Book Review from the May 2013 issue of the Socialist Standard
The History of Democracy: A Marxist Interpretation, by Brian S. Roper. Pluto Press, 2013
It is ironic that, just at a time when the undemocratic nature of the SWP’s internal structure is being exposed to the public glare, an SWP sympathiser should bring out a book on democracy.
Roper’s basic thesis is that the Ancient World produced two different models of democracy – Athenian direct democracy and Roman representative democracy – and that bourgeois democracy conforms to the latter. Rome, even in its republican days, was always ruled by an oligarchy of patricians; the plebs only had a say through representatives, magistrates who were either rich plebs or patricians starting their political career.
To make his point, Roper examines the English, American and French revolutions and has no difficulty in demonstrating that their leaders rejected the concept of universal manhood suffrage; where they did accept a fairly wide franchise they imposed property qualifications on those who could be elected. Some of the New England towns practised direct democracy but the US constitution and that of its states practised what Thomas Hamilton called ‘representative democracy’, where the people were represented by those who had more property. The French republic had a similar constitution before it was overthrown by Napoleon.
The nineteenth and early twentieth centuries saw popular struggles in all capitalist countries to remove property qualifications and extend the franchise. It is a pity that Roper hardly goes into these, but those in Germany, Belgium and Russia gave rise to interesting discussions within the Marxist-oriented Social Democratic movement as to the tactics of the struggle and why it was important. He mentions Rosa Luxemburg’s pamphlet on the Mass Strike but omits to mention that she was advocating this as a tactic in both Russia and Germany to obtain the vote and political democracy.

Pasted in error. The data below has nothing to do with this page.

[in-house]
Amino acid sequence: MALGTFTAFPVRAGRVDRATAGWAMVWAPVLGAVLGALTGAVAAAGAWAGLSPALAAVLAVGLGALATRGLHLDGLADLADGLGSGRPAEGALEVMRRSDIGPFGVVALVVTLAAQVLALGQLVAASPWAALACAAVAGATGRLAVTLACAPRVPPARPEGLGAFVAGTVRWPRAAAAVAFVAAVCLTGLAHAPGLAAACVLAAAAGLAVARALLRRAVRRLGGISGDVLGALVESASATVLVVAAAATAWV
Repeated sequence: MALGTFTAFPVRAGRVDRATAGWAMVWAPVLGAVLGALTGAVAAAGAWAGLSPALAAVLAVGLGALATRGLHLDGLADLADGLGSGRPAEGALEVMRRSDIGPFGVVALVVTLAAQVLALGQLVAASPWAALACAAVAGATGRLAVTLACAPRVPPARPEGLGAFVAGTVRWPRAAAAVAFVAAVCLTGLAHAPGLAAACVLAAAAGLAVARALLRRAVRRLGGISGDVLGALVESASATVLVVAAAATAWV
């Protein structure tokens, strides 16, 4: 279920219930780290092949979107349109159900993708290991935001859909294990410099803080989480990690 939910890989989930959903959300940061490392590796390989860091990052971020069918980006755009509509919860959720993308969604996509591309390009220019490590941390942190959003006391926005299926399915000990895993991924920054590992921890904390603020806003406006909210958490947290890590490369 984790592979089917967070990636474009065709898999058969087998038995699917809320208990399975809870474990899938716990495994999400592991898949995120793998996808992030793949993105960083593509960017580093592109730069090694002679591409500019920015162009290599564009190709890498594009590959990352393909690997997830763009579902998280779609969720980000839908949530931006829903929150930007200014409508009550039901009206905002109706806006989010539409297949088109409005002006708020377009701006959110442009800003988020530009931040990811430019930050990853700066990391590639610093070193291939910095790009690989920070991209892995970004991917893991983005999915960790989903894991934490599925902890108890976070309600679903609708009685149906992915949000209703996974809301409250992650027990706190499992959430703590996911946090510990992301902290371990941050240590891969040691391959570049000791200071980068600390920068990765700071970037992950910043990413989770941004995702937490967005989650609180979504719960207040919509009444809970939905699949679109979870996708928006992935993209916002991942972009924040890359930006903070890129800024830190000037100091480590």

Marx himself supported the Chartist demand for a parliament elected by universal suffrage and with paid MPs and later campaigns to extend the vote to more workers. Roper does not discuss the extent to which this – where workers could in theory represent themselves – could still be called a ‘representative democracy’ in the sense Hamilton meant it but continues to use the term as if it was.
In the eulogy which Marx drafted for the First International on the Paris Commune of 1871 after its suppression, he offered a different model: a federation of municipalities elected by universal suffrage where these would send mandated delegates to a central assembly; in other words, a parliament which would only be indirectly elected. Whether this would be more democratic than a directly elected one remains a matter for debate.
Roper completely ignores Marx’s view that, under certain circumstances, the workers might be able to win control of political power via the ballot box, so turning universal suffrage from an instrument for duping people into an agent of emancipation.
According to Roper, ‘the experience of the Commune highlighted the need for a centralised revolutionary party to exercise leadership within the working class during the course of the revolution in order to ensure that capitalism and parliamentary democracy are successfully overthrown and replaced by socialist democracy.’
By ‘socialist democracy’ he means the system that was supposedly established in Russia after the Bolshevik seizure of power in November 1917, based on ‘soviets’ (workers’ councils), in which the direct democracy of a workplace assembly would be the basic unit and which would elect delegates to wider decision-making bodies. Whilst it is true that directly elected parliaments have been hi-jacked by leadership-run parties dominated by MPs who refuse to consider themselves delegates, it is also true that the Russian soviets were taken over and manipulated by the vanguard party that the Bolsheviks were. They never did function as they were supposed to. What happened could even be used to reach the opposite conclusion to Roper’s on the Paris Commune: the dangers of the existence of a centralised party seeking to exercise leadership over the working class.
This is not a work of original research but to a large extent a rehash of the writings of SWP theorists such as Alex Callinicos and the late Chris Harman.